Saul Pope looks at the relationship between short-term solution, long-term planning and nationality in Russian football
Considering he was sacked by his club following a series of disappointing results, the warm send-off Dick Advocaat received from Zenit St Petersburg fans was unusual and pleasantly surprising. In a league where managers from outside the former USSR have struggled to make a serious impact and many have been fired within a few months, his achievements with Zenit should also not be underestimated.
Thanks to having richer owners and a deficit in talented local managers, most of the big Moscow sides have appointed a non-Russian coach at some point over the last decade. So far none has lasted a 30-game season, and second is not an option – the Serb Slavoljub Muslin found himself sacked at Lokomotiv with his team in that league position.
Late last season Michael Laudrup was the surprising choice to end Spartak Moscow’s run of seven seasons without a championship, though he had just five games this season before the axe fell. The decision disappointed fans, though it seems to be typical of the impatience of those running the Moscow clubs – Nevio Scala and Artur Jorge, managers with considerable pedigree and experience, were both quickly fired when Spartak and CSKA failed to immediately challenge for the title.
As well as seeming to expect foreign managers to provide instant success, club owners have shown a tendency to interfere in team affairs that westerners are not accustomed to. Englishman Paul Ashworth was first team coach at FC Rostov, but found himself disagreeing with the club’s “ethics” and resigned after being asked to “do something I didn’t agree with”.
The Czech coach Vlastimil Petrzela, Advocaat’s predecessor at Zenit, wrote of his first meeting with future club president and Gazprom representative Sergei Fursenko that he was reprimanded for “saying rubbish in the newspapers” and told that from now on “we will be dealing with transfers”. More recently, Advocaat openly criticised the club for bringing in Italian midfielder Alessandro Rosina, rather than the striker he wanted, without consulting him.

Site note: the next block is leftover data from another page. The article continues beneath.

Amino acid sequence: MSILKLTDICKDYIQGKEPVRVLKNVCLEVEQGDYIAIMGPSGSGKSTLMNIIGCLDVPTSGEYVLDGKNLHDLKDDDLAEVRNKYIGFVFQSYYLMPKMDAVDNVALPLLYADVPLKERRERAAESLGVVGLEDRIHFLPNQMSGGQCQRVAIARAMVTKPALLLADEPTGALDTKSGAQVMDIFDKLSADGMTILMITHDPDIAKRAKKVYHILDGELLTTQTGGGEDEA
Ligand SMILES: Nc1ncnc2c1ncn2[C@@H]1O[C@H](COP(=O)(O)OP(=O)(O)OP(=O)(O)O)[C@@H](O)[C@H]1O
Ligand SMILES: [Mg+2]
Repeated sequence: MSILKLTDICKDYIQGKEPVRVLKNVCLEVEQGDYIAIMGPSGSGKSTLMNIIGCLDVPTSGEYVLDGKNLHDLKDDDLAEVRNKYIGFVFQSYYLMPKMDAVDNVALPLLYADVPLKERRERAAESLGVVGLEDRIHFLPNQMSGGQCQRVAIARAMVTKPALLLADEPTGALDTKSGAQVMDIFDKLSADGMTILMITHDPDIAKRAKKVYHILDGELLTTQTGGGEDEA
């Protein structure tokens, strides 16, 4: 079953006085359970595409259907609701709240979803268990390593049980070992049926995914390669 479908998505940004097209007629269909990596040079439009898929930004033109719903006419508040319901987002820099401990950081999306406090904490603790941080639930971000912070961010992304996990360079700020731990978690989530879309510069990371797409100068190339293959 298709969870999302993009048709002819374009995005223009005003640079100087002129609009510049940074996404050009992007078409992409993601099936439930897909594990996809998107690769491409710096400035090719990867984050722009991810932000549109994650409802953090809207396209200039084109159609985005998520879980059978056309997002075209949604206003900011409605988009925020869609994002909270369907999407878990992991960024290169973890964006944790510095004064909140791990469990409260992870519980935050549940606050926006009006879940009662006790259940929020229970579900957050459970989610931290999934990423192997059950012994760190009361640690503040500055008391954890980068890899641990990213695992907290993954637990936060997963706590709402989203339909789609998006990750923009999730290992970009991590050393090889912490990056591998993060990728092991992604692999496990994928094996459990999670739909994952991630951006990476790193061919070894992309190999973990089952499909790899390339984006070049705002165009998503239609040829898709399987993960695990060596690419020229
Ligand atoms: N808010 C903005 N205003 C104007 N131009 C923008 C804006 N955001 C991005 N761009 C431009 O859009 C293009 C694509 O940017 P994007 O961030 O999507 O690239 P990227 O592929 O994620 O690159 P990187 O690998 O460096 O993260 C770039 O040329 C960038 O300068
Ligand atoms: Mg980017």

However, club owners have problems of their own. Russia is not considered a long or even medium term destination for most foreign football managers, meaning that tempting contracts have to be offered for even relatively unknown trainers – Israeli Itzhak Shum, in charge of Alania Vladikavkaz for three months in 2005, stated that what he liked most about football in Russia was “the money”.
Advocaat had intended to leave Zenit to coach Australia after winning the league in 2007, but changed his mind when offered a reported $4 million (£2m) per year to stay – more than double what the Australians were willing to pay. He spent much of the season knowing that he’d leave Zenit in December to become Belgium coach, a factor which affected performances. Knowing that the foreign specialist is largely in it for short-term gain and likely to leave should a better offer turn up, it is perhaps not surprising that club owners react quickly when they sense potential failure and feel justified in interfering in team affairs.
During Advocaat’s largely successful tenure, some fans and ex-players have lamented Zenit turning into an “international” club. English was suddenly the lingua franca because the manager did not speak Russian. Previous managers had promoted local talent, though the Dutchman looked to Europe for reinforcements – although it brought initial success, Fernando Ricksen and Fatih Tekke now make up the numbers on the bench, rather than hungry young locals.
Alexander Panov, who played under Advocaat at Zenit, has suggested that Andrey Arshavin – who came though the club’s youth system – would not have been given a chance in the current team. The lack of success of imported managers means that other clubs have not felt this impact yet, though Zenit’s example sets a worrying precedent for young Russian players and fans alike.
The experiments with foreign managers continue – Zico has put CSKA Moscow among the front runners since joining in the close season, and Zenit seem intent on appointing either Claudio Ranieri or Roberto Mancini to replace Advocaat. Young Russian managers are beginning to make waves this season – Andrei Kobelev and caretaker Valeriy Karpin have improved Dinamo Moscow and Spartak respectively, but the big clubs will probably continue to walk a tightrope over the next few seasons.
On one hand they are seduced by the quick success and glamour that foreign managers can bring, but on the other they remain vulnerable to those only interested in making money and to an erosion of local identity. This may sound all too familiar to followers of the English game over the last 15 years.
From WSC 272 October 2009